When a force acts on an object and the object actually moves in the direction of force, then the work is said to be done by the force.
Work done by the force is equal to the product of the force and the displacement of the object in the direction of force.
If under a constant force F the object displaced through a distance s, then work done by the force
W = F * s = F s cos θ
where a is the smaller angle between F and s.
Work is a scalar quantity, Its S1 unit is joule and CGS unit is erg.
∴ 1 joule = 107 erg
Its dimensional formula is [ML2T-2].
Work done by a force is zero, if
(a) body is not displaced actually, i.e., s = 0
(b) body is displaced perpendicular to the direction of force, i.e.,
θ = 90°
Work done by a force is positive if angle between F and s is acute angle.
Work done by a force is negative if angle between F and s is obtuse angle.
Work done by a constant force depends only on the initial and final Positions and not on the actual path followed between initial and final positions.
Work done in different conditions
(i) Work done by a variable force is given by
W = ∫ F * ds
It is equal to the area under the force-displacement graph along with proper sign.
Work done = Area ABCDA
(ii) Work done in displacing any body under the action of a number of forces is equal to the work done by the resultant force.
(iii) In equilibrium (static or dynamic), the resultant force is zero therefore resultant work done is zero.
(iv) If work done by a force during a rough trip of a system is zero, then the force is conservative, otherwise it is called non-conservative force.
- Gravitational force, electrostatic force, magnetic force, etc are conservative forces. All the central forces are conservative forces.
- Frictional force, viscous force, etc are non-conservative forces.
(v) Work done by the force of gravity on a particle of mass m is given by W = mgh
where g is acceleration due to gravity and h is height through particle one displaced.
(vi) Work done in compressing or stretching a spring is given by
W = 1 / 2 kx2
where k is spring constant and x is displacement from mean position.
(vii) When on end of a spring is attached to a fixed vertical support and a block attached to the free end moves on a horizontal
table from x = x1 to x = x2 then W = 1 / 2 k (x2x2 – x2x1)
(viii) Work done by the couple for an angular displacement θ is given by W = i * θ
where i is the torque of the couple.
The time rate of work done by a body is called its power.
Power = Rate of doing work = Work done / Time taken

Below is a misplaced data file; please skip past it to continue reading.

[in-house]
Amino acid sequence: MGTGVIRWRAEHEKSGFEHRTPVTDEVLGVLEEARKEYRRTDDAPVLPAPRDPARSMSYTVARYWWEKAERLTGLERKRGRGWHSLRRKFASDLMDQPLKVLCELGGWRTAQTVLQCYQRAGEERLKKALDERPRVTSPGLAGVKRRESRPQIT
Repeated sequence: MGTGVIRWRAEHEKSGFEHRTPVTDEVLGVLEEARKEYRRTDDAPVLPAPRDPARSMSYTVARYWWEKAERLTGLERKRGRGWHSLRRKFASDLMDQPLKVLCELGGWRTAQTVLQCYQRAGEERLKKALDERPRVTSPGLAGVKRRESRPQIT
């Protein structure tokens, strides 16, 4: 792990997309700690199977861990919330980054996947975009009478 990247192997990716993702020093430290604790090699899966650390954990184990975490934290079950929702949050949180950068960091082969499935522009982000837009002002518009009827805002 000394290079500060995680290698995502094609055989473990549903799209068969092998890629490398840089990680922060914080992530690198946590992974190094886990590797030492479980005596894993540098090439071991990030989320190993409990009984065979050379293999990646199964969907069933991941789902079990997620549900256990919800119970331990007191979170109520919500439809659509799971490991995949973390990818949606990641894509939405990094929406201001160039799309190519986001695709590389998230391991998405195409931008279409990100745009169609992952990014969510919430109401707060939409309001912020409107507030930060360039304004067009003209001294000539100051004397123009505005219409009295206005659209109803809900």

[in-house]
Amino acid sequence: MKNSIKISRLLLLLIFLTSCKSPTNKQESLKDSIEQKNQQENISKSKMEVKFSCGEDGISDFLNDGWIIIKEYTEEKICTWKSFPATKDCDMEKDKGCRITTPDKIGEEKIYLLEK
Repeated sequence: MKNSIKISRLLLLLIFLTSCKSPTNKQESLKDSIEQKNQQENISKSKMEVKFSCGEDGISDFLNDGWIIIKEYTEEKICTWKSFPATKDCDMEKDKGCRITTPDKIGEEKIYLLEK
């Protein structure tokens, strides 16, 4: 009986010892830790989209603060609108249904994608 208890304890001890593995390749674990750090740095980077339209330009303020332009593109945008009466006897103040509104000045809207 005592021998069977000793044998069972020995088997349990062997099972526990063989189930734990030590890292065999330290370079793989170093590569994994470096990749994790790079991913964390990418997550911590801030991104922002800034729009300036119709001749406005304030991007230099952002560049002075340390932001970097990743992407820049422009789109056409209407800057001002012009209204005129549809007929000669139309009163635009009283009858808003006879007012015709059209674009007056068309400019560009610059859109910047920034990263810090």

If under a constant force F a body is displaced through a distance s in time t, the power
p = W / t = F * s / t
But s / t = v ; uniform velocity with which body is displaced.
∴ P = F * v = F v cos θ
where θ is the smaller angle between F and v.
power is a scalar quantity. Its S1 unit is watt and its dimensional formula is [ML2T-3].
Its other units are kilowatt and horse power,
1 kilowatt = 1000 watt
1 horse power = 746 watt
Energy of a body is its capacity of doing work.
It is a scalar quantity.
Its S1 unit is joule and CGS unit is erg. Its dimensional formula is [ML3T-3].
There are several types of energies, such as mechanical energy (kinetic energy and potential energy), chemical energy, light energy, heat energy, sound energy, nuclear energy, electric energy etc.
The sum of kinetic and potential energies at any point remains constant throughout the motion. It does not depend upon time. This is known as law of conservation of mechanical energy.
Mechanical energy is of two types:
1. Kinetic Energy
The energy possessed by any object by virtue of its motion is called its kinetic energy.
Kinetic energy of an object is given by
k = 1 / 2 mv2 = p2 / 2m
where m = mass of the object, U = velocity of the object and p = mv = momentum of the object.
2. Potential Energy
The energy possessed by any object by virtue of its position or configuration is called its potential energy.
There are three important types of potential energies:
(i) Gravitational Potential Energy If a body of mass m is raised through a height h against gravity, then its gravitational potential energy = mgh,
(ii) Elastic Potential Energy If a spring of spring constant k is stretched through a distance x. then elastic potential energy of the spring = 1 . 2 kx2
The variation of potential energy with distance is shown in figure.
Potential energy is defined only for conservative forces. It does not exist for non-conservative forces.
Potential energy depends upon frame of reference.
(iii) Electric Potential Energy The electric potential energy of two point charges ql and q’l. separated by a distance r in vacuum is given by
U = 1 / 4πΣ0 * q1q2 / r